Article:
As some of you may know, it’s been a long while since I’ve had babies in my home. My first child was born in 2008, and back then video monitors were not the norm. Lots of people had them, but certainly not everyone. Over the years between my two kids I used a few different monitors, but it got me thinking, what’s out there now? Surely camera technology has shifted and improved measurably since the early aughts.
It occurred to my team and I to reach out to a handful of video monitor companies and ask them if we could test out their cameras in exchange for a review. I’m also always trying to keep my favorites lists up to date! Rachel, who currently has three littles in her household, tested them out. Below are her thoughts on each camera tested. Take it away, Rachel!!
First, A Thank You
Hi there! Rachel here.
Trying out these monitors was such a cool project as budget has always been my biggest hindrance and determining factor in picking out a monitor for my kids. So THANK YOU to the companies who sent us their monitors to try and experience hands-on.
My Review Criteria
I have three kids. My son is almost 4, my daughter is almost 2, and I have a 2-month-old. When I was a first-time mom with my son, figuring out which baby monitor I was going to purchase was an overwhelming task. The four categories that mattered most to me (and I imagine also matter to other mamas) are:
- Durability and transportability (ie. Could I easily take this camera to a friends, my in-laws, on vacations? And will it stand the test of time?)
- Video and sound quality
- Other features
Before launching into my analysis of the monitors, one thing I want to discuss is the cord and plug factor to baby monitors. As soon as my children “discover” their camera, they delight in pulling on the cords and unplugging the camera from the wall socket. This, as you can imagine, is kinda frustrating. There is only one monitor on this list that comes equipped to handle this scenario – genius. There are “cord protectors” and “socket protectors” on the market. I highly suggest looking into those in addition to whatever monitor you end up choosing, as this has inevitably become an annoyance with all of my monitor experiences.
The first monitor I ever bought was the Infant Optics DXR-5 in 2015. I bought it because it was within my budget, and one of my best friends had it. She loved it because it had a feature that turned the monitor off when baby was quiet and still. And would turn back on when baby stirred – alerting her to pay attention. I actually never really used that feature because I learned that I liked to be able to quickly look at the monitor whenever I wanted and not have to turn it back on. I bought a second DXR-5 when my daughter was born for sake of ease.
At the time my first son was born, I was also working full time with a company I had been with for 5+ years that typically offered a baby gift to their executives. I asked for a NestCam on the recommendation of Natalie (no brainer there). And since the price point was too high for me personally, I knew this was my chance. I had been using both the DXR-5 and Nest Cam all the way up until I started these camera trials. I included them in my assessment below alongside the other monitors.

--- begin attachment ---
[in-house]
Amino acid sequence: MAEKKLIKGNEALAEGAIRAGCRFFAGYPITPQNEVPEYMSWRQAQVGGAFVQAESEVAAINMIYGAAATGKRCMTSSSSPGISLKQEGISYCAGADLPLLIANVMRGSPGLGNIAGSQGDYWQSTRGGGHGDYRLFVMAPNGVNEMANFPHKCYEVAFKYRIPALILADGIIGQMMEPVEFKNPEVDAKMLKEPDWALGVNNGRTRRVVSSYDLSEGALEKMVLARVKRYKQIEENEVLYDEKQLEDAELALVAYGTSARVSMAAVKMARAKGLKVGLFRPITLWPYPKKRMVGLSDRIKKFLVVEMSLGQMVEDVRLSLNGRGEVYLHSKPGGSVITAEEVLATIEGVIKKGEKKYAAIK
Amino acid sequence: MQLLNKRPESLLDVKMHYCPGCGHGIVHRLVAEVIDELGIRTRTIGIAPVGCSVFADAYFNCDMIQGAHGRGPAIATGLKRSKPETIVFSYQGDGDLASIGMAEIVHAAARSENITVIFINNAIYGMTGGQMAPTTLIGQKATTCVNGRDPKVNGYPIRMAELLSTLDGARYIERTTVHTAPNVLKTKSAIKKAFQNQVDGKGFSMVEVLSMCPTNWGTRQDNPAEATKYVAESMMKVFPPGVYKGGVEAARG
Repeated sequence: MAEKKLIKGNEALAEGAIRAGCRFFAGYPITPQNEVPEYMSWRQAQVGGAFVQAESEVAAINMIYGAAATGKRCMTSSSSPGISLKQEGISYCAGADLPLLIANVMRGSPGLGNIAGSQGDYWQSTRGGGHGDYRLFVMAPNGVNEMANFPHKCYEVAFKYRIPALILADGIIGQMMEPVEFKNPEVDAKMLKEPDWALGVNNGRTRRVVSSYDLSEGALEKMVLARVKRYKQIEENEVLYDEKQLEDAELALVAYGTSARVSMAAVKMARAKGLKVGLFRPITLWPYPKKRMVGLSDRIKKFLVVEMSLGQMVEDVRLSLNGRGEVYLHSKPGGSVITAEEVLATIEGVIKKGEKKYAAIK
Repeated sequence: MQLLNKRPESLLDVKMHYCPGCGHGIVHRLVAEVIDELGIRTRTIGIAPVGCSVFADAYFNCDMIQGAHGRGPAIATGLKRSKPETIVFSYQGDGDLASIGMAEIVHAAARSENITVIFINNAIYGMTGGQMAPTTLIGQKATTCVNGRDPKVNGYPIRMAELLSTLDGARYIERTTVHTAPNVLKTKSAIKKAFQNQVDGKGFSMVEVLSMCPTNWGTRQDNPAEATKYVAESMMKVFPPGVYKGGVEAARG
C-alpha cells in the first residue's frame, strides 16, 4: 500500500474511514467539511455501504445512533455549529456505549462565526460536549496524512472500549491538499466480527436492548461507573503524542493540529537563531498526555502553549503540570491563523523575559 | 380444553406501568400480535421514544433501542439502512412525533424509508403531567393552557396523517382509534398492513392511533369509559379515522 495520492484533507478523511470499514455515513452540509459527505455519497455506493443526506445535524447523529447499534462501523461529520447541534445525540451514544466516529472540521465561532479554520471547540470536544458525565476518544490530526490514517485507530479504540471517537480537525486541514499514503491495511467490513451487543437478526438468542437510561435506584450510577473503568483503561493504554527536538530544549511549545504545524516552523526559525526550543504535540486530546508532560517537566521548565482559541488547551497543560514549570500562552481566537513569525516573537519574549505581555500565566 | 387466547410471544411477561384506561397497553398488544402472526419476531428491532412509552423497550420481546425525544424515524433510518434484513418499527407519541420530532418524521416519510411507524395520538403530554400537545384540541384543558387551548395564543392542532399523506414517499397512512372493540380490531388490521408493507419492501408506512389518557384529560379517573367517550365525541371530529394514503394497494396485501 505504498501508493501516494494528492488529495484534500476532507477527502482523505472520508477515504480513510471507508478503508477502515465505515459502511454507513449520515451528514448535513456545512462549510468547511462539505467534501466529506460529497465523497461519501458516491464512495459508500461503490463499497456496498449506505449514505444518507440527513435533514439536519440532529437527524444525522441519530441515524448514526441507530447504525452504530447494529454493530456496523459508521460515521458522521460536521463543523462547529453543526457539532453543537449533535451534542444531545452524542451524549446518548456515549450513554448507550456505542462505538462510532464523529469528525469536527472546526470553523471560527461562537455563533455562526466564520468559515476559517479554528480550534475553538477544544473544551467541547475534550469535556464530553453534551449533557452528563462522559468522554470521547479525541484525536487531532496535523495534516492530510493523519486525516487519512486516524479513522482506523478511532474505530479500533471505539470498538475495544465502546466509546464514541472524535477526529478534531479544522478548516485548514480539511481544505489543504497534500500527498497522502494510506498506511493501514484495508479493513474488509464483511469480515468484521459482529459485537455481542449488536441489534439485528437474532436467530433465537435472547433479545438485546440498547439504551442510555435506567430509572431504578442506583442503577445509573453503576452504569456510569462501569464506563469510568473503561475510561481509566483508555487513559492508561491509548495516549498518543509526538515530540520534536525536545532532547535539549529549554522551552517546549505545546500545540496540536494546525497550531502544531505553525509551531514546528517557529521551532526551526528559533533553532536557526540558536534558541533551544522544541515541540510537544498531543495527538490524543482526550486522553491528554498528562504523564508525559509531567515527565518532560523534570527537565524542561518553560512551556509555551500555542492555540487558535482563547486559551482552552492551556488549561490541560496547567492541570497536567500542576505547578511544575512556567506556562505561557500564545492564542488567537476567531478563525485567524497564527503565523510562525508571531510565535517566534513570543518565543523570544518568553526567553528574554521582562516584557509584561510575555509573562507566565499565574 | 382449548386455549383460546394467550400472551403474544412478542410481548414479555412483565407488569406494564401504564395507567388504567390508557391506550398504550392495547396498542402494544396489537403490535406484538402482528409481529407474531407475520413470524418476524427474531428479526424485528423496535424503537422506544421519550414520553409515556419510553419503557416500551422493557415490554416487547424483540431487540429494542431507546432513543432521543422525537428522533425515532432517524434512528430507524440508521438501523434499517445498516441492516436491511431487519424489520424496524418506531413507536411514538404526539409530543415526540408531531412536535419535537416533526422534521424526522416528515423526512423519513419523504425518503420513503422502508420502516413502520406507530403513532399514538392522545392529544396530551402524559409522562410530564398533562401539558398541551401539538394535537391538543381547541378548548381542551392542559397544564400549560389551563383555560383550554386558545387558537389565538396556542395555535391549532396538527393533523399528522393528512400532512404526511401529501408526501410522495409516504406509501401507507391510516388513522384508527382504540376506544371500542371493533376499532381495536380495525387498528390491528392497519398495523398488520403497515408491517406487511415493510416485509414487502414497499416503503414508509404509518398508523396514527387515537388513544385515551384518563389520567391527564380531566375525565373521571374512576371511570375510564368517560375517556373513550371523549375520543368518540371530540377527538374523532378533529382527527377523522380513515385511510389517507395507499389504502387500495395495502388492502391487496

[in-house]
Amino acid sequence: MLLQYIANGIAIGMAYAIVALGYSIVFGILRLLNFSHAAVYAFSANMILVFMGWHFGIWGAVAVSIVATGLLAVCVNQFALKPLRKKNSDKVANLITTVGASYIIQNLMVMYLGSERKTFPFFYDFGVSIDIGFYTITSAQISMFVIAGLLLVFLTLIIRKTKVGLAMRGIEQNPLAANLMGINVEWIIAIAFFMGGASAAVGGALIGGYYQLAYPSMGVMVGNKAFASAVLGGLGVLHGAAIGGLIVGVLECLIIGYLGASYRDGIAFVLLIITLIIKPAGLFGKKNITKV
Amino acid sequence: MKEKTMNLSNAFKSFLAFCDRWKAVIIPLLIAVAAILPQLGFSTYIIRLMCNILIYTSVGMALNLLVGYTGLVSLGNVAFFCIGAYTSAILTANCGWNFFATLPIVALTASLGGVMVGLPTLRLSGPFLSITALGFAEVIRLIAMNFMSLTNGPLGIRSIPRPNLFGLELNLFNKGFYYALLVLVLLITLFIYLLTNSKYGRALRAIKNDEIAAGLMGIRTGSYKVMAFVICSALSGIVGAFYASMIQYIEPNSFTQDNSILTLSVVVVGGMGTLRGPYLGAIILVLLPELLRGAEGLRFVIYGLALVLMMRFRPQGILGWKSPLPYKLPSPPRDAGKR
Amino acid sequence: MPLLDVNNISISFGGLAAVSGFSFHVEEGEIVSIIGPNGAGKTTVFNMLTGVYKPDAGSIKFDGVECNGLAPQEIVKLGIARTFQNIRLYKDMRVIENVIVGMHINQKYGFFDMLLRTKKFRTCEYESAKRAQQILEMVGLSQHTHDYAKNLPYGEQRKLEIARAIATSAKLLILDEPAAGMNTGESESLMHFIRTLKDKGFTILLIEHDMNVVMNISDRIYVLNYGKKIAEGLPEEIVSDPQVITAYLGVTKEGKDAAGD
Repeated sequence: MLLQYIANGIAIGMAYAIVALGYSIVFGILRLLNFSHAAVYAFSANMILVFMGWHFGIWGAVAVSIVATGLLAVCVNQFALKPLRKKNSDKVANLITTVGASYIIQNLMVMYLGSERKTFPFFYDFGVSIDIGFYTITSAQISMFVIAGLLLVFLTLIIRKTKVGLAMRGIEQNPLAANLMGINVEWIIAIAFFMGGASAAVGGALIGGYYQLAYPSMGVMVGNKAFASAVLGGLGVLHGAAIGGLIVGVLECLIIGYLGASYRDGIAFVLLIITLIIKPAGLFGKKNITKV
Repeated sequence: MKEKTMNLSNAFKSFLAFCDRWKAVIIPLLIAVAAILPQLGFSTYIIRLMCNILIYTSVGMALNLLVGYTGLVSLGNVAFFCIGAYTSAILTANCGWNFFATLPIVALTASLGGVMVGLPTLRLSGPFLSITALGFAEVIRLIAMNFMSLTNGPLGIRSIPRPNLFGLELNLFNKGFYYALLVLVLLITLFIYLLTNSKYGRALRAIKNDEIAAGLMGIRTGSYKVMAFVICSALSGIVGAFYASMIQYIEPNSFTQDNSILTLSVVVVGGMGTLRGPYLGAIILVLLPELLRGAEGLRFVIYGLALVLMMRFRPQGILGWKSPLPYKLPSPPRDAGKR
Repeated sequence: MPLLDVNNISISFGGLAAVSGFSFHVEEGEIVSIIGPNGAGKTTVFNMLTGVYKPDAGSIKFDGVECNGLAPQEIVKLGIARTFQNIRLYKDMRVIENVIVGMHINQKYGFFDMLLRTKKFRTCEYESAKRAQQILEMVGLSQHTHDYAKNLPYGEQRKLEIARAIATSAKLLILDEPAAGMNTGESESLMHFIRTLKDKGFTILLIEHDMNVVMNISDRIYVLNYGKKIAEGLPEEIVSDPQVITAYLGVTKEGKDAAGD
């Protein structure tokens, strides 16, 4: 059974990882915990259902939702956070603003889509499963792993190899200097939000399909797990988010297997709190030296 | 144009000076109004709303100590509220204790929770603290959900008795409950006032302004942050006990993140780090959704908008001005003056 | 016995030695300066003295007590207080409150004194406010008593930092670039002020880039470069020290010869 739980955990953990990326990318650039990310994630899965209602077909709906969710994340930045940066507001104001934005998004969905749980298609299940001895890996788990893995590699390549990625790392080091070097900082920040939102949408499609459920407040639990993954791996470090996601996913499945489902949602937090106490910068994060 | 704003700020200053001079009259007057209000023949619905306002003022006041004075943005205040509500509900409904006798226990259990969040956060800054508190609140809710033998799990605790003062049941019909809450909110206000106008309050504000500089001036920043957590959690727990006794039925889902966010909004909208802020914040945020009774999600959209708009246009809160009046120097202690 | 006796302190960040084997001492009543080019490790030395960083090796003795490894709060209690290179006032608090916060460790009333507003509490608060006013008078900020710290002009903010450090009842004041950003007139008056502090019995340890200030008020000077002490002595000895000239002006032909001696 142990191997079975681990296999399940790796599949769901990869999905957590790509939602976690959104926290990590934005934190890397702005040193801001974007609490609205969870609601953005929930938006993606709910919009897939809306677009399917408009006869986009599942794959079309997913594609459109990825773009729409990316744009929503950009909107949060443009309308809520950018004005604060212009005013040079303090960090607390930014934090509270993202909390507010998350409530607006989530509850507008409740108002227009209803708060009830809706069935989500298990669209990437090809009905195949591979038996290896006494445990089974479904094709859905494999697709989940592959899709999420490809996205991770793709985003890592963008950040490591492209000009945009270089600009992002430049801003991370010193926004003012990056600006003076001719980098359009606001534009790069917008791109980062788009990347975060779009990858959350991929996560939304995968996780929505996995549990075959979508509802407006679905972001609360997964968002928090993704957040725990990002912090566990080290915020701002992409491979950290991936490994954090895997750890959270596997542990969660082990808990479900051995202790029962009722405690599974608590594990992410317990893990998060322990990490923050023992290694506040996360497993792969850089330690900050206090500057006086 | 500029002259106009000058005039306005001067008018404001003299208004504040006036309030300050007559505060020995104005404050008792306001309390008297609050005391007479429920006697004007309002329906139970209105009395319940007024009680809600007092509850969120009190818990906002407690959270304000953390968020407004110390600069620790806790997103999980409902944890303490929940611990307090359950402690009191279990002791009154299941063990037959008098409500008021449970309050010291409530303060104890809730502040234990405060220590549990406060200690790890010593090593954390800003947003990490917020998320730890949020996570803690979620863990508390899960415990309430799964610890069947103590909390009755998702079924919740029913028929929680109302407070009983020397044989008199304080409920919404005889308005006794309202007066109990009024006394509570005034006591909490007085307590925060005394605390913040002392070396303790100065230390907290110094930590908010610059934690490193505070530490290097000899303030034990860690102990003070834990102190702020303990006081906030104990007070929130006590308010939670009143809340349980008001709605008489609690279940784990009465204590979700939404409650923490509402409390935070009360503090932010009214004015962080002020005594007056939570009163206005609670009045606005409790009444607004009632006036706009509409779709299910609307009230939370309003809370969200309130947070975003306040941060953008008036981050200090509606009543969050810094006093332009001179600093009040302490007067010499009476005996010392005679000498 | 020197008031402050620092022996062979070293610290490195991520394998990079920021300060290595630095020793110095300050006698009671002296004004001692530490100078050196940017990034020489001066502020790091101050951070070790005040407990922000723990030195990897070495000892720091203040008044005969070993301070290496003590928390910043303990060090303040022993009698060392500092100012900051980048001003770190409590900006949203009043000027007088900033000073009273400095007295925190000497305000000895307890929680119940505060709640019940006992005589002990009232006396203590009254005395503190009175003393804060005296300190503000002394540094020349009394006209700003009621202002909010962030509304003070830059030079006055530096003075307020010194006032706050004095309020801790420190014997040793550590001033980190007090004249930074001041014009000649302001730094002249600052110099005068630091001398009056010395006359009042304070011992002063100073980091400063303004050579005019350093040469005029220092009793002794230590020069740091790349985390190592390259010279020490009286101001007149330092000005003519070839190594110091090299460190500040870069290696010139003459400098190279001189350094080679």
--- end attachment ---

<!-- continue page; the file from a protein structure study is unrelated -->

Note: All prices are as of February 1, 2019
Camera Trials & Analysis
Infant Optics DXR-5
(these are no longer manufactured; DXR-8 is available)
Price: Used for $61-71 depending on the seller
Durability and transportability: The camera and monitor are incredibly lightweight and plastic – which initially worried me about the durability. However, these puppies went everywhere with us because they don’t rely on wi-fi and have a surprisingly long range. Which is very helpful when my husband and I wanted to go sit in the hot tub at a hotel while baby snoozed!
The major downside? Around the one-year mark (on both monitors I bought), the picture quality just disintegrates. Meaning the image starts to look “whited out” and fuzzy. Sometimes when you re-start the monitor it goes back to normal, but after 18+ months fuzzy was permanent.
Video and sound quality: The camera is made to just film your child’s crib or bed, and not give you a full-room view. This is fine when your baby is young and not climbing out yet! But as soon as baby is fleeing their bed, you become “blind” which is a very worrisome feeling. Initially the video and sound quality is good. See above for the degradation of video quality after 12 months. The sound quality remained consistent.
Other features: The primary reason I bought a second DXR-5 is because there is a toggling button that allows you to jump between your children’s rooms/cameras. It would have been nice to see both rooms at the same time on my monitor because choosing which child to watch made me feel like a bad parent, ha. Outside of this, this is a very basic monitor so you are getting what you pay for.